“The acute:chronic workload ratio (ACWR) is a model that provides an index of athlete preparedness. It takes into account the current workload ( acute; rolling 7-day workload) and the workload that an athlete has been prepared for ( chronic, rolling 28-day workload).” (Murray et al, 2017). The actual value presented by the acute: chronic workload ratio has different implications, and can assist practitioners in understanding the preparedness of an athlete, the relative injury risk of an athlete from day-to-day, and therefore, with carefully planned intervention, can help to prevent injury.
To calculate the ratio, you divide the acute workload by the chronic workload:
acute/chronic = ratio
Tim Gabbett describes it as “the best practice predictor of training-related injuries.” He says the ratio gives coaches a solid foundation for interventions to “reduce players risk, and thus, time-loss injuries.”
Athletes want to find the sweet spot. Gabbett suggests: “In terms of injury risk, acute:chronic workload ratios within the range of 0.8–1.3 could be considered the training sweet spot, while acute:chronic workload ratios ≥1.5 represent the danger zone.”
(Figure 1. Gabbett, T., 2016)
The assessment of the A:C workload ratio, for high and low chronic loads, may provide a more comprehensive prediction of injury risk than absolute workload alone. Evidence of this has been recently demonstrated in A-League football, where metres per minute in the 1 and 4 weeks prior to injury were significantly higher than the seasonal average (Ehrmann et al, 2016).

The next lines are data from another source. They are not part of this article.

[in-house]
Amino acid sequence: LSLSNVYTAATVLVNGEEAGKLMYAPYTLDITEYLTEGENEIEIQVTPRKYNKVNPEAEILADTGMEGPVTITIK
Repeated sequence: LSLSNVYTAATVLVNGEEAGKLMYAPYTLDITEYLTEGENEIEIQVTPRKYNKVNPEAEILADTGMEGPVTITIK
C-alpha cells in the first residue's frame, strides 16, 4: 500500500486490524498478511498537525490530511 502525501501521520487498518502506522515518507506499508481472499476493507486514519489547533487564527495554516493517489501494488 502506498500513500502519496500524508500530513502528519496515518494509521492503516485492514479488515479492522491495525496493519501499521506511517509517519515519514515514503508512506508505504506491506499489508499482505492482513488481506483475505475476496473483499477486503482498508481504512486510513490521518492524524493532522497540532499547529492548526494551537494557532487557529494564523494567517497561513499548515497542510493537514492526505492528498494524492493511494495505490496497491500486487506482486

To find out more information on acute:chronic workload ratio check out Science for sport website https://www.scienceforsport.com/acutechronic-workload-ratio/#toggle-id-1
Watch a great webinar from Dr Tim Gabbett discussing how to train smarter and harder including considerations to the acute:chronic workload
The assumption of a pure structural and biomechanical explanation for the etiology of many musculoskeletal conditions have been questioned to the detriment of one in which biologic factors are being given more consideration. Interestingly, a pathophysiologic process, often caused by simple overload, might best account for the etiology of some musculoskeletal conditions in most patients. It is represented by a diagrammatic representation of the zone of tissue homeostasis proposed by Dye 2005.
A single loading event of sufficient magnitude or a series of repetitive loading events of a lesser magnitude can cause an injury inducing a cascade of reparative biochemical processes which reflect a loss, at least temporarily, of normal tissue homeostasis (maintenance of constant conditions in the internal environment).
Murray, N. M., Gabbet, T., Townshend, A., & Blanch, P. (2017) Calculating acute: Chronic workload ratios using exponentially weighted moving averages provides a more sensitive indicator of injury likelihood than rolling averages. DOI 10.1136/bjsports-2016-097152